The consequences of getting them wrong can be significant. Jon Heinen, commercial business manager for pipeline at Vermeer, says drilling fluids can account for half of an HDD contractor’s expenses on some jobs, and he’s aware of projects where the contractor walked away because mud disposal proved to be too cumbersome.
“Because of the requirements, the job just didn’t make economic sense for their business,” he says. “The dumping station was two hours away. They had to double up on vacuum excavators, and if the vacs are gone, the crew had to wait until the vacs returned to the jobsite.”
Watland says mud disposal is becoming “more painful for all of us HDD contractors to deal with.” It used to be that mud could be spread on a right of way or otherwise disposed of in more convenient ways. Now that’s almost unheard of, and instead contractors have to haul mud to landfills — often specially classified facilities for hazardous waste that are less common. And project owners and the government require manifests, receipts and other documentation to prove drilling fluid was discarded as required.
“It’s my job as operations manager — and I have four managers underneath me who also help — to figure out where we’re going to get water, what we’re going to do with our mud, how we’re going to dispose of it and answers to other questions,” Watland says.
Know the Soil
When it comes to selecting drilling fluid for a project, Canon and Watland agree that the top consideration should be ground conditions.
Canon classifies soil into two groups: cohesive and non-cohesive. Cohesive soils have a structure, with clay and shale being examples. Non-cohesive soils are looser and include sand and gravel.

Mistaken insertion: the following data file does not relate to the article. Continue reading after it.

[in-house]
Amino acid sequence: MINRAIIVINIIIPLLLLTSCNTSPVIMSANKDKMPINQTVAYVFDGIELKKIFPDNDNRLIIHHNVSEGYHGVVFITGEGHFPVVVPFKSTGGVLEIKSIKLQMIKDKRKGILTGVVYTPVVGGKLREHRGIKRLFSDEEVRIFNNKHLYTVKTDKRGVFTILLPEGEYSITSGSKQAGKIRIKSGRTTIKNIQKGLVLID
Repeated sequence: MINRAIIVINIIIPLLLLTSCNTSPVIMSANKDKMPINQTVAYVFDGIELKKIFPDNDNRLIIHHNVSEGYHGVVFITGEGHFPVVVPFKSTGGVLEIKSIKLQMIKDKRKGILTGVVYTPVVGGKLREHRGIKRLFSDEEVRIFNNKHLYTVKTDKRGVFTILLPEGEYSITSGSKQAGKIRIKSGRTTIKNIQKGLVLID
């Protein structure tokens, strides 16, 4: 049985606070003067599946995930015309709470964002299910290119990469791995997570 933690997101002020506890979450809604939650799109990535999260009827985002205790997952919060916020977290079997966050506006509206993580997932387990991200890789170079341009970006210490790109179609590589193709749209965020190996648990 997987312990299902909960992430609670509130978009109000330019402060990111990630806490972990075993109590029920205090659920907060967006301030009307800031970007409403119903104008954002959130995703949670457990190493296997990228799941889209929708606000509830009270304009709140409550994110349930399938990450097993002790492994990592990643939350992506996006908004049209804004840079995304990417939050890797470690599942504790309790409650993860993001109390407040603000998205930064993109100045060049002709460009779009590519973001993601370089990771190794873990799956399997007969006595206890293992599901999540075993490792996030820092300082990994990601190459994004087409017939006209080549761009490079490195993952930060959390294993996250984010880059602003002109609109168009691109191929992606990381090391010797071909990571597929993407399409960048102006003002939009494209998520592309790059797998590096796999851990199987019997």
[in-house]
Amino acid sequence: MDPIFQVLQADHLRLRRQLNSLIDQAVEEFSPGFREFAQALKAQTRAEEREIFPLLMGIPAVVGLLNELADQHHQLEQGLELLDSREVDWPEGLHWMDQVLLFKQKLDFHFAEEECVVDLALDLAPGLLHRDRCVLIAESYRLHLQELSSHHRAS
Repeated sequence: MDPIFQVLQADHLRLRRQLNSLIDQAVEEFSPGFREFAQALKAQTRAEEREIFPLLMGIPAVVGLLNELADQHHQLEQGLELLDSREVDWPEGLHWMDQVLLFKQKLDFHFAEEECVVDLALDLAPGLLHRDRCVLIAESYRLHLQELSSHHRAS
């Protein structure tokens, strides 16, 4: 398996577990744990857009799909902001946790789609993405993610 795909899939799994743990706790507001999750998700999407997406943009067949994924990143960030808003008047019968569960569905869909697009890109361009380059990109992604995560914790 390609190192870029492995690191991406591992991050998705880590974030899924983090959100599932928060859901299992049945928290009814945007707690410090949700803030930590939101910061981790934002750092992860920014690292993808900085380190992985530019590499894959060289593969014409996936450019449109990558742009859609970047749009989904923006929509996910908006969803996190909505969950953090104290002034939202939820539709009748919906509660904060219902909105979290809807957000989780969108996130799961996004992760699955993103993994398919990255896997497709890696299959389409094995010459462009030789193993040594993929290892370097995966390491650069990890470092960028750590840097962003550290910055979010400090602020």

In both, Canon typically recommends a bentonite base about 90 percent of the time. In cohesive soils, he’ll also look at products that contain polymers referred to as PHPA that inhibit the swelling of clays and shales.
In non-cohesive soils like sand, bentonite is the key additive because it helps form the filter cake that stabilizes the borehole. Another additive, called xanthan gum, can be included to help with suspension.
“By doing that we can come up with a fluid that will give us the borehole stability that we need and the suspension that we need, and a lower viscosity, that will be easier to work with than just using bentonite,” Canon says.
These are just general rules of thumb. What’s important to understand is that there’s no single solution, so contractors need to either rely on their experience or consult an expert — or do both.
“Different ground conditions require different sets of drilling fluid properties,” Canon says. “For this reason, there is not a universal fluid.”
The significance of ground conditions means geotechnical investigations are important. But as HDD contractors know, surprises sometimes occur downhole. Canon recommends treating the pilot bore like a geotechnical investigation of its own. And even once a crew starts drilling, they need to be aware that conditions can change.
Watland says all of his HDD crew members have some level of training on mud management, and the best drill operators can tell when the soil has changed and know that the drilling fluid properties may need to be adjusted. He recalls a job in Houston where the ground switched from clay to sand without warning.
“If the driller hadn’t realized that there had been a change and stopped right then, it could have been somewhat disastrous because they were drilling with a mud motor and they probably would have lost the bottom hole assembly,” he says.
When it comes to estimating the amount of drilling fluid to be used on a project, there are calculations that can help contractors. Some are available in apps for smartphones and tablets. Watland uses an app when submitting bids. But he also leans heavily on his experience.
“Because of my experience, I can pretty much tell about how much water I’m going to need to complete a bore, based on the length and the product we’ll pull back and other factors,” he says.
Canon says the most common mistake he sees when it comes to drilling fluid can be summed up in one word: enough.
“That would be not using enough additive and not pumping enough fluid downhole,” he says.
There’s a temptation sometimes to skimp on additives and the overall drilling fluid to control costs, but as Canon and Watland have made clear, the appropriate use of drilling fluid can be critical to a successful bore.